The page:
Understanding Assets and Liabilities

Assets and Liabilities

  • Unfortunately many business owners think that by only increasing sales, profit can be increased. However there are other ways to increase profit apart from increasing sales.
  • Profit can also be increased by sourcing cheaper funds and strategically using it to acquire performing assets.

 Every business should understand two things:

  1. Liabilities (borrowed money) are not free. Money borrowed today has to be repaid in the future. There is no liability which does not have a cost.
  2. Every asset will have a corresponding liability. Businesses should realize it does not possess any asset.
  • Let us suppose a fully operational café has 100 assets. It will include both Performing Assets (PAs) and Non-performing Assets (NPAs).
    • PAs are assets that directly help a business in bringing profit Eg: Coffee machine, toaster, oven and so on.
    • NPAs are assets that indirectly help in bringing profit to the business Eg: Tables, chairs, and so on. Non-performing does not mean it is not essential. It is essential, but it will not directly help in bringing in profit to that business.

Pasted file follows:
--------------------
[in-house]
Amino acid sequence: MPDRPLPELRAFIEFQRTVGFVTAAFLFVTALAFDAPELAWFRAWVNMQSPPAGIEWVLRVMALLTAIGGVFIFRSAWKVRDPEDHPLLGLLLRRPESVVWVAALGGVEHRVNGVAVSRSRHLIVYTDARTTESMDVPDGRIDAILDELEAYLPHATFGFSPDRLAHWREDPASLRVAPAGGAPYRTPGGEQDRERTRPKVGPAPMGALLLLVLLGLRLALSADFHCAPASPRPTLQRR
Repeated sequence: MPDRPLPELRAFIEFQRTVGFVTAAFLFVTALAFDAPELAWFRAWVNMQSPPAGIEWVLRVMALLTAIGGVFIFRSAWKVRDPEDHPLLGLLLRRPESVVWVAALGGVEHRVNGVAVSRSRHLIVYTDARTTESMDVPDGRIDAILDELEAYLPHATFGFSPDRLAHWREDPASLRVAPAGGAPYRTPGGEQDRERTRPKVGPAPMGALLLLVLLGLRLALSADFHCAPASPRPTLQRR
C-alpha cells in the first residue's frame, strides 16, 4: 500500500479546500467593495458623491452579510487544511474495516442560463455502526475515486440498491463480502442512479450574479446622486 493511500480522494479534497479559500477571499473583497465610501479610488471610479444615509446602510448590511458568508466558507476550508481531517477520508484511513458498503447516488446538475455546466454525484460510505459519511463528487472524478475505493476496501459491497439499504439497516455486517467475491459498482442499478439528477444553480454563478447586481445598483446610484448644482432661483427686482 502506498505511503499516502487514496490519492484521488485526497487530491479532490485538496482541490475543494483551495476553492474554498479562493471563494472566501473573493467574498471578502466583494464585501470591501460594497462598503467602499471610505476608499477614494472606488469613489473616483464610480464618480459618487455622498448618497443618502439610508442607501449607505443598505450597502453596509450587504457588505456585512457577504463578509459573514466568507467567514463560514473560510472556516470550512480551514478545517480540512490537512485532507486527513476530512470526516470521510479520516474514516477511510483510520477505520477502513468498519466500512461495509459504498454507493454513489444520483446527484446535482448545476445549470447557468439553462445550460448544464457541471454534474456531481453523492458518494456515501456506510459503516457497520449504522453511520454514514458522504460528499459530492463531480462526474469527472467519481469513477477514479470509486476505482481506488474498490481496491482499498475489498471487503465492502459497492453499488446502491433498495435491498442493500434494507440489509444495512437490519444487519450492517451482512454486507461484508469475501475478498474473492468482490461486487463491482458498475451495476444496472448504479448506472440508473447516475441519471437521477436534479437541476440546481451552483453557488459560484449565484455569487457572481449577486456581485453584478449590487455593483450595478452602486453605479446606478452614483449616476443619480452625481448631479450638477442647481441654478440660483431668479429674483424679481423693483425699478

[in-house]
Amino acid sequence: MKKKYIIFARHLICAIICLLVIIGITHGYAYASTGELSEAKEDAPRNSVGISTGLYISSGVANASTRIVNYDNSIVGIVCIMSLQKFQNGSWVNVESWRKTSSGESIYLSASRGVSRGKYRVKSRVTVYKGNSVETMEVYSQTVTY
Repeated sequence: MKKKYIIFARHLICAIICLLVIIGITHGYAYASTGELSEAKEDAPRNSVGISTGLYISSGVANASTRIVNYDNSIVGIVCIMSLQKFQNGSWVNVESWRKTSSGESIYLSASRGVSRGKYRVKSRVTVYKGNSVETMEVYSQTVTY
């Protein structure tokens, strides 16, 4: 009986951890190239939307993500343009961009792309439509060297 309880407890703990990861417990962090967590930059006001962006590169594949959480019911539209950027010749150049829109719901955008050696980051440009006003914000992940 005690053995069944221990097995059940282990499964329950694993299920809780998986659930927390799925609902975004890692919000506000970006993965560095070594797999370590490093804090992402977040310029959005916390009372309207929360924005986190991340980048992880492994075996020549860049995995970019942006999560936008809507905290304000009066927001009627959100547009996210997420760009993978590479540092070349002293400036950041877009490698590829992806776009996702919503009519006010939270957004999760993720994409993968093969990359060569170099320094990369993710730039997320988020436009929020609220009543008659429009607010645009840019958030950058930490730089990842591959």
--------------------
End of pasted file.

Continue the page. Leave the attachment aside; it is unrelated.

• Assume the cost of borrowing to acquire those 100 assets is 10%. So to make profit this café has to earn more than 10%. This means Performing Assets (PAs) should generate a return of more than 10%.
  • Let us see what happens if ratio of PAs: NPAs varies.

If 100 assets are performing assets then to make profit the performing assets should earn more than 10% to make profit. If performing assets is 75% and 25% are non performing assets, then the performing assets has to generate more than 13.33% to make profit. If the PAs (Performing Assets) and NPAs (Non-Performing Assets) is 50-50 then PAs (Performing Assets) will have to generate a return of more than 20% to make profit. If PAs (Performing Assets) are just 25% and 75% are NPAs (Non-Performing Assets) then the PAs (Non-Performing Assets) will have to generate a return of more than 40% to make profit.